Chris Packham calls on royals to reform Sandringham pheasant shooting

Springwatch presenter Chris Packham calls on Prince William and other royals to reform Sandringham pheasant shooting after protected owl was killed in trap on Queen’s estate

  • Little owl was seen dead inside a Fenn trap on 20,000-acre Norfolk estate in May
  • Chris Packham said its ‘disappointing’ that the owl died in Sandringham 
  • Said family ‘can’t proselytise about conservation and […] have this happening’
  • Prince William was appointed patron of British Trust for Ornithology in October

Springwatch presenter Chris Packham has called on the royal family to reform pheasant shooting after a protected owl was killed in a trap in Sandringham.

A little owl – a rare species of the bird – was seen dead inside a Fenn trap on the 20,000-acre Norfolk estate in May.

Fenn traps – which are set at ground level to catch and kill rats that eat pheasant and partridge eggs – are completely legal. 

Mr Packham urged the Queen to take action, claiming its ‘disappointing’ that the owl died in Sandringham as the family should be setting an example. 

A little owl – a rare species of the bird – was seen dead inside a Fenn trap (pictured) on the 20,000-acre Norfolk estate in May

Prince William was appointed patron of the British Trust for Ornithology in October – after taking over from his grandfather The Duke of Edinburgh. Pictured: Prince William shooting in Sandringham in 2008

Springwatch presenter Chris Packham has called on the royal family to reform pheasant shooting rules after the owl was killed

He told The Times: ‘You can’t proselytise about conservation and the environment and then have this happening in your own backyard.’

Prince William was appointed patron of the British Trust for Ornithology in October – after taking over from his grandfather The Duke of Edinburgh.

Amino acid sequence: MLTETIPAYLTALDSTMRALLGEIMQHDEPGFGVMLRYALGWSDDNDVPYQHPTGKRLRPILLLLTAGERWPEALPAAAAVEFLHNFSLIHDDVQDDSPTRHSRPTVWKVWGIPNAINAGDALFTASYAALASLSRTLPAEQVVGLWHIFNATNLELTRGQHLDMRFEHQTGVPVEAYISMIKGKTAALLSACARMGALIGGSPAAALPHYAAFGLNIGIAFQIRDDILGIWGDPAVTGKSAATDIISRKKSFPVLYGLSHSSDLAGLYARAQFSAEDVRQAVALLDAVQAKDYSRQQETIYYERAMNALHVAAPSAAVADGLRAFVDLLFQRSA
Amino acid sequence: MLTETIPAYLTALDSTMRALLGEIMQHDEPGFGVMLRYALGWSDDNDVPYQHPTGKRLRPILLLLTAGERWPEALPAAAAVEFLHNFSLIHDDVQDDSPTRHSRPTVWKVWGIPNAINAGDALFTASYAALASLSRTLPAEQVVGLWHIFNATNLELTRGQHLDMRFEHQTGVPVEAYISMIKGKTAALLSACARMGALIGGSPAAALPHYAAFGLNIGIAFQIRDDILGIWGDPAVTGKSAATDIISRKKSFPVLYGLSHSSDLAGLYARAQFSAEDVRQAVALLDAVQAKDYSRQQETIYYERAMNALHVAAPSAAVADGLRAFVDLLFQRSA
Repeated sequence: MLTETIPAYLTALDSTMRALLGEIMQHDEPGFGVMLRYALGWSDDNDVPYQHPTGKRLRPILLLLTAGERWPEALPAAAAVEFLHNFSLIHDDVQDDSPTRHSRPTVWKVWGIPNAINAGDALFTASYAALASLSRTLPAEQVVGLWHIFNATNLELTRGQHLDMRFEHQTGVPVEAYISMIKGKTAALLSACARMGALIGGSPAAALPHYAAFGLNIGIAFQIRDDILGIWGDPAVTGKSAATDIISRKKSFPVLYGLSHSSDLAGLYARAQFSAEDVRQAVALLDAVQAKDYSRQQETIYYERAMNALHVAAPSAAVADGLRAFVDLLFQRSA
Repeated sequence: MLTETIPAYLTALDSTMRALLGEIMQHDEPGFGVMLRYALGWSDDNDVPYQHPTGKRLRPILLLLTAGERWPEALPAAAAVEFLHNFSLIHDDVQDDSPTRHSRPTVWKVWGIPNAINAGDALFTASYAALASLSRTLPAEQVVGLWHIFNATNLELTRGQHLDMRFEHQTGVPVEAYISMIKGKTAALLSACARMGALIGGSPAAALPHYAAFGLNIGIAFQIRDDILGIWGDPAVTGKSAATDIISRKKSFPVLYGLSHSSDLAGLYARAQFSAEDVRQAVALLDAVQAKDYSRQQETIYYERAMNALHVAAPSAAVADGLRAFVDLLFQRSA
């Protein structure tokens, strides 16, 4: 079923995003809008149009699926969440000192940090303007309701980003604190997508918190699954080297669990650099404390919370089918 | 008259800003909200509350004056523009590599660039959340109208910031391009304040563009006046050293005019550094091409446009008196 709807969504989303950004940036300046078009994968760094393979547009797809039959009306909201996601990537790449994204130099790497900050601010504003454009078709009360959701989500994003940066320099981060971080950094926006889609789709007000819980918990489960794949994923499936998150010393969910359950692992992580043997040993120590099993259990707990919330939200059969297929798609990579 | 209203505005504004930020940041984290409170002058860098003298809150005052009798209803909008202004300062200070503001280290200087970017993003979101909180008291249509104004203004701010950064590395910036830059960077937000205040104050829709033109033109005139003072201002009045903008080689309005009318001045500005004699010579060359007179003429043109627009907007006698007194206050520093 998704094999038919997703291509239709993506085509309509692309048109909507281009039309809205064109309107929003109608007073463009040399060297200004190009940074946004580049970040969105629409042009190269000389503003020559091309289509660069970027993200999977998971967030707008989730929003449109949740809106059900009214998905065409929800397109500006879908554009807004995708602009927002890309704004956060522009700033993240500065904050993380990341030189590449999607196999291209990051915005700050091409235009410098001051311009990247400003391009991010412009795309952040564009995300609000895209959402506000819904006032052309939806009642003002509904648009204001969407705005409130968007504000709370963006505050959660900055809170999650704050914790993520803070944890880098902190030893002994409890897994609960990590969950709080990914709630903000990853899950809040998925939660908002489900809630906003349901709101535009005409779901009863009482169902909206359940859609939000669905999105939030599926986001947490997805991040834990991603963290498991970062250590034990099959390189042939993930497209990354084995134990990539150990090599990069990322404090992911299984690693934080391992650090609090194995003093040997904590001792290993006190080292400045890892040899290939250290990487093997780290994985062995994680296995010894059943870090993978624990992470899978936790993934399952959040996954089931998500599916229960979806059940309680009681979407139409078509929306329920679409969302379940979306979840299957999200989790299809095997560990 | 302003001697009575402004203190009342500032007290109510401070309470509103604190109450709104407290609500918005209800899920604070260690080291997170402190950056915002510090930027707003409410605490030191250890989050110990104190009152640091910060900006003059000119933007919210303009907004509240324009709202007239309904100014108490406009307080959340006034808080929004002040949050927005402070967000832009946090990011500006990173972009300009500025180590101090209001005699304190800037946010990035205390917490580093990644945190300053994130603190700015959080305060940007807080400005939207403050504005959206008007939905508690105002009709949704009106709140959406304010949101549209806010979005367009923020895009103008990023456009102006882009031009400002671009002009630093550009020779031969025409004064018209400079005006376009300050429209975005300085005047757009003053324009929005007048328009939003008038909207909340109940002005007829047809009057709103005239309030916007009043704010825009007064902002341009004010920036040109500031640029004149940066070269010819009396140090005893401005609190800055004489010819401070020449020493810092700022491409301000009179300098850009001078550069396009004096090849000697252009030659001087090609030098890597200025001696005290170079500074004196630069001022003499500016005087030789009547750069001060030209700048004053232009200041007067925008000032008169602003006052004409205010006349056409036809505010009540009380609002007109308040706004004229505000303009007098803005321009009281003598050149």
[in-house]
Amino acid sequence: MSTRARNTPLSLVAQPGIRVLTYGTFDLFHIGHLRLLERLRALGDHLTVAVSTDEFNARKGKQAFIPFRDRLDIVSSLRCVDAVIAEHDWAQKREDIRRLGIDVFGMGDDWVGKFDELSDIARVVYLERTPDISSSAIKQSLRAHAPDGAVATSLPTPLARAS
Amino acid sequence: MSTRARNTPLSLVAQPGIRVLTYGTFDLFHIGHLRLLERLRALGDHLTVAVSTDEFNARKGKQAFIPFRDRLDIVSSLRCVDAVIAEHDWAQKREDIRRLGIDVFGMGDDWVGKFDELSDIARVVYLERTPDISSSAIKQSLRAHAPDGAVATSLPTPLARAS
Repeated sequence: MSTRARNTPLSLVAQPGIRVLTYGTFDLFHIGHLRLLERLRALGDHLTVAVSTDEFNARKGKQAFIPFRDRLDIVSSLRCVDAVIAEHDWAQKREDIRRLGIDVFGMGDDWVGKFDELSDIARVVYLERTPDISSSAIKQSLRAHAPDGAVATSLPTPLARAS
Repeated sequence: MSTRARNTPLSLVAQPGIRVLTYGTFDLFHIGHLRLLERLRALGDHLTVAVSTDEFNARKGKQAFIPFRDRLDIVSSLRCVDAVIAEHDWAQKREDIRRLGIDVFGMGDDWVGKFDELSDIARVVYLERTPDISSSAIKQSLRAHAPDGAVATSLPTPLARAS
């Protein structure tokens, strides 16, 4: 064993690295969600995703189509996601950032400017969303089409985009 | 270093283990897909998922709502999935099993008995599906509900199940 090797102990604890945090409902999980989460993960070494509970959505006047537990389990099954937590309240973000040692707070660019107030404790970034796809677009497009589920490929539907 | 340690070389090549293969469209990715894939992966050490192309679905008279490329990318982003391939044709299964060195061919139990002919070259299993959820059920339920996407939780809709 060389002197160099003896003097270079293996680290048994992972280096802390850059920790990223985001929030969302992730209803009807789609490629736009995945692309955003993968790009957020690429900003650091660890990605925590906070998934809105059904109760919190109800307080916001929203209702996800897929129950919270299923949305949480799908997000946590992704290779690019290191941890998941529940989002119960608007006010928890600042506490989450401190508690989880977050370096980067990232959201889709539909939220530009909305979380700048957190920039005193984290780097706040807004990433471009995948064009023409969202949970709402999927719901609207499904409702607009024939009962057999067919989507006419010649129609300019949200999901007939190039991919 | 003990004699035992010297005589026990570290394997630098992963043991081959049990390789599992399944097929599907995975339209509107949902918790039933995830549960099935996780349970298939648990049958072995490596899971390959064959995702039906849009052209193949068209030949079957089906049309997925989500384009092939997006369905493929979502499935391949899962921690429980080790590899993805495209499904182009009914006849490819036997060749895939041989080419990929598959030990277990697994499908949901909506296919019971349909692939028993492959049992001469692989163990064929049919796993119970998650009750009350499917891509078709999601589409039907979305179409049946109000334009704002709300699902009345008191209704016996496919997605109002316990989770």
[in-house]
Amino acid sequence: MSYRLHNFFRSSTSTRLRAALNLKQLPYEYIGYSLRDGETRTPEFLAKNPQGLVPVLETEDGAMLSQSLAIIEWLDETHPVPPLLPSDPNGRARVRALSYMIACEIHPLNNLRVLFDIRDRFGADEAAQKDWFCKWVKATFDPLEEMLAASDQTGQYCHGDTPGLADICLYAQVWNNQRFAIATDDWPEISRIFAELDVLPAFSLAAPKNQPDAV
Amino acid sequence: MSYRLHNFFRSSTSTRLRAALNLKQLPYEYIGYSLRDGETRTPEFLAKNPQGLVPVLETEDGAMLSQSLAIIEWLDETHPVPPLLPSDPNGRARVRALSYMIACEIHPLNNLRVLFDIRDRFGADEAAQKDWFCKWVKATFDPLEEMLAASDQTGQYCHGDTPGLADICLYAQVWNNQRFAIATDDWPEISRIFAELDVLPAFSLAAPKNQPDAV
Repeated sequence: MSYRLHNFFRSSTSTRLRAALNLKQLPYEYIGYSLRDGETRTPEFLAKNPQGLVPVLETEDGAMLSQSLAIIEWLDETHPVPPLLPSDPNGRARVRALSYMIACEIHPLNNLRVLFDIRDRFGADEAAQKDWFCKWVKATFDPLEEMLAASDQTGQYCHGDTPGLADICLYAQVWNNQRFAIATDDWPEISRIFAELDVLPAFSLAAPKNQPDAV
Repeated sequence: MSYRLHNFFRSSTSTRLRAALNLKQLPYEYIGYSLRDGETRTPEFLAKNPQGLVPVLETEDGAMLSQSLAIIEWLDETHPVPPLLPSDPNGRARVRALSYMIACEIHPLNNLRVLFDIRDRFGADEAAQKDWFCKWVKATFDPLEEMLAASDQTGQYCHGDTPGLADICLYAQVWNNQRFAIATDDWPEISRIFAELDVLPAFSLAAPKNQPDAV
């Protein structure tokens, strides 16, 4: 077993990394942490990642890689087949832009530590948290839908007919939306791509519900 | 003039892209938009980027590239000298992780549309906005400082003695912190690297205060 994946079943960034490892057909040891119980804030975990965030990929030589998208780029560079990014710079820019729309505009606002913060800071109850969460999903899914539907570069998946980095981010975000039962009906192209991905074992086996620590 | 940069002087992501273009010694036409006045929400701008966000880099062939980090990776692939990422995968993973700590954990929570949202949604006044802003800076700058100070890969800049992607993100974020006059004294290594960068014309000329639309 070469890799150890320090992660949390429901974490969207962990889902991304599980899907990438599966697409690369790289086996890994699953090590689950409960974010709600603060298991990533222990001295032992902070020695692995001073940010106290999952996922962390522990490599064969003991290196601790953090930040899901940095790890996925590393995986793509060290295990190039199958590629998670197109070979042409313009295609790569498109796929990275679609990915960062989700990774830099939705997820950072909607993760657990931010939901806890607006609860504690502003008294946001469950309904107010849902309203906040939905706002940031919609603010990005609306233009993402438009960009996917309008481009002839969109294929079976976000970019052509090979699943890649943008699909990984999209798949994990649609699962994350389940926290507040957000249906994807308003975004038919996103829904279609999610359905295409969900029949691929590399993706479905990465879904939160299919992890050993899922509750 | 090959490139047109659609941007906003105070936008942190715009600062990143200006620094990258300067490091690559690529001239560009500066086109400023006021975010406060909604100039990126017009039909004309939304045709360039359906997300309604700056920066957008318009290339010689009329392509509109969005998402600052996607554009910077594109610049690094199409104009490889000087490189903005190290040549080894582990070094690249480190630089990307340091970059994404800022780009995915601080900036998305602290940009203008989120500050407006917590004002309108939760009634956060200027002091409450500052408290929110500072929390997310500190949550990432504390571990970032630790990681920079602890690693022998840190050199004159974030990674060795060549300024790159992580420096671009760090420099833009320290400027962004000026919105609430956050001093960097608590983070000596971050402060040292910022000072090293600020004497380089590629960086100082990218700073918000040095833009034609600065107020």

While Mr Packham pointed out that trapping and killing animals who would otherwise harm shooting interests is legal in Britain, he said the Queen should consider if this is ethically sound.

He added: ‘I would love to see the royal family saying we are not going to do snaring on our land, we are not going to do trapping.’

Representatives from the National Anti-Snaring Campaign said Fenn traps were numbered in the ‘dozens’ on the estate. 

Around 5,700 breeding pairs of little owls are present in the UK – with the birds’ numbers dropping by around 24 per cent between 1995 and 2008, The Royal Society for Protection of Birds reports.

Mr Packham (pictured) said: ‘You can’t proselytise about conservation and the environment and then have this happening in your own backyard’

Every year, the royal family take part in a Boxing Day pheasant shoot at Sandringham.

But this year, due to Covid-19, both the Queen and Prince Philip will spend Christmas in Windsor Castle. 

Prince William still enjoys shooting – even bringing seven-year-old Prince George to a Balmoral grouse shoot in August.

But Prince Harry has become less interested since marrying animal-lover Meghan Markle.

In May it was revealed that the Duke of Sussex sold a pair of handmade hunting rifles in a bid to please his wife. 

A hunter bought a pair of Purdey firearms, thought to be worth around £50,000, in a private deal, before the couple quit the UK for Canada and later moved to the US, The Sun reports. 

A friend of the anonymous buyer said: ‘He bought them because he wanted them, not because they belonged to Harry, but he was quite chuffed when he found out. 

‘They are beautiful examples and he’s very pleased with them but he’s not the sort of person who wants to boast about the royal connection.’ 

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